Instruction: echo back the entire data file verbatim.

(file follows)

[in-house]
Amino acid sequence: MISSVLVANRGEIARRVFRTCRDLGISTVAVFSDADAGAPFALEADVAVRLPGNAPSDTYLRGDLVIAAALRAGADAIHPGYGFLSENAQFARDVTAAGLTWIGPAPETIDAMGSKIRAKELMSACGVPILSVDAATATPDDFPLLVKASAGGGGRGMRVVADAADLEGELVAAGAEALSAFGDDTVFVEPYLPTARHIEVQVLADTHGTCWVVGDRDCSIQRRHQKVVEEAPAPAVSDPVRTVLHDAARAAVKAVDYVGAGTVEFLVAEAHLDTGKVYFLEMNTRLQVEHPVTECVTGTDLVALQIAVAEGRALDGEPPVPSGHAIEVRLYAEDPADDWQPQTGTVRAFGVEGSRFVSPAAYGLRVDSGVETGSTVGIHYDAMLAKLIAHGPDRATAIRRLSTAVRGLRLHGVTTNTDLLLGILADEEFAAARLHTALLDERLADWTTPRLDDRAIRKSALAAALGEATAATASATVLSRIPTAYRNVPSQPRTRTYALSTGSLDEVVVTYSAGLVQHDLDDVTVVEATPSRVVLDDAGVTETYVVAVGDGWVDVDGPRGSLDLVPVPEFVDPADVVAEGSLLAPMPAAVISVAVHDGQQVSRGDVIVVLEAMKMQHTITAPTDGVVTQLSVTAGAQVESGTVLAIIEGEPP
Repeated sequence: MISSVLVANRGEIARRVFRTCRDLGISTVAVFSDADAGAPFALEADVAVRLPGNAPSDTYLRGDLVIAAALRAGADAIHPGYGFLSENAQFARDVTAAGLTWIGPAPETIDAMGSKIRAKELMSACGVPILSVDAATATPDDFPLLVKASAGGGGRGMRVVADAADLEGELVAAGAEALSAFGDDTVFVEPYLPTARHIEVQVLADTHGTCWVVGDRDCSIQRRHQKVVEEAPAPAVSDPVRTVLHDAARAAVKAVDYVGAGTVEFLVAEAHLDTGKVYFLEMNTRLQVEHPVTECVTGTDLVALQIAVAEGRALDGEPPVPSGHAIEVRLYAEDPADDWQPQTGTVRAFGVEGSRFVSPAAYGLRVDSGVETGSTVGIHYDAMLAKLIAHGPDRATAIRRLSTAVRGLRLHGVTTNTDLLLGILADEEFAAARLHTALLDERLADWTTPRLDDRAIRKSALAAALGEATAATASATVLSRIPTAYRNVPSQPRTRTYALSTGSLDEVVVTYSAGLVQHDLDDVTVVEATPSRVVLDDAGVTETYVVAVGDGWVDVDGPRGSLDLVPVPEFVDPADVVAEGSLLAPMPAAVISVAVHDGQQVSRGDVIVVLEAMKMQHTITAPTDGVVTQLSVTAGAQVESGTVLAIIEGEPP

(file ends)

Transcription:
[in-house]
Amino acid sequence: MISSVLVANRGEIARRVFRTCRDLGISTVAVFSDADAGAPFALEADVAVRLPGNAPSDTYLRGDLVIAAALRAGADAIHPGYGFLSENAQFARDVTAAGLTWIGPAPETIDAMGSKIRAKELMSACGVPILSVDAATATPDDFPLLVKASAGGGGRGMRVVADAADLEGELVAAGAEALSAFGDDTVFVEPYLPTARHIEVQVLADTHGTCWVVGDRDCSIQRRHQKVVEEAPAPAVSDPVRTVLHDAARAAVKAVDYVGAGTVEFLVAEAHLDTGKVYFLEMNTRLQVEHPVTECVTGTDLVALQIAVAEGRALDGEPPVPSGHAIEVRLYAEDPADDWQPQTGTVRAFGVEGSRFVSPAAYGLRVDSGVETGSTVGIHYDAMLAKLIAHGPDRATAIRRLSTAVRGLRLHGVTTNTDLLLGILADEEFAAARLHTALLDERLADWTTPRLDDRAIRKSALAAALGEATAATASATVLSRIPTAYRNVPSQPRTRTYALSTGSLDEVVVTYSAGLVQHDLDDVTVVEATPSRVVLDDAGVTETYVVAVGDGWVDVDGPRGSLDLVPVPEFVDPADVVAEGSLLAPMPAAVISVAVHDGQQVSRGDVIVVLEAMKMQHTITAPTDGVVTQLSVTAGAQVESGTVLAIIEGEPP
Repeated sequence: MISSVLVANRGEIARRVFRTCRDLGISTVAVFSDADAGAPFALEADVAVRLPGNAPSDTYLRGDLVIAAALRAGADAIHPGYGFLSENAQFARDVTAAGLTWIGPAPETIDAMGSKIRAKELMSACGVPILSVDAATATPDDFPLLVKASAGGGGRGMRVVADAADLEGELVAAGAEALSAFGDDTVFVEPYLPTARHIEVQVLADTHGTCWVVGDRDCSIQRRHQKVVEEAPAPAVSDPVRTVLHDAARAAVKAVDYVGAGTVEFLVAEAHLDTGKVYFLEMNTRLQVEHPVTECVTGTDLVALQIAVAEGRALDGEPPVPSGHAIEVRLYAEDPADDWQPQTGTVRAFGVEGSRFVSPAAYGLRVDSGVETGSTVGIHYDAMLAKLIAHGPDRATAIRRLSTAVRGLRLHGVTTNTDLLLGILADEEFAAARLHTALLDERLADWTTPRLDDRAIRKSALAAALGEATAATASATVLSRIPTAYRNVPSQPRTRTYALSTGSLDEVVVTYSAGLVQHDLDDVTVVEATPSRVVLDDAGVTETYVVAVGDGWVDVDGPRGSLDLVPVPEFVDPADVVAEGSLLAPMPAAVISVAVHDGQQVSRGDVIVVLEAMKMQHTITAPTDGVVTQLSVTAGAQVESGTVLAIIEGEPP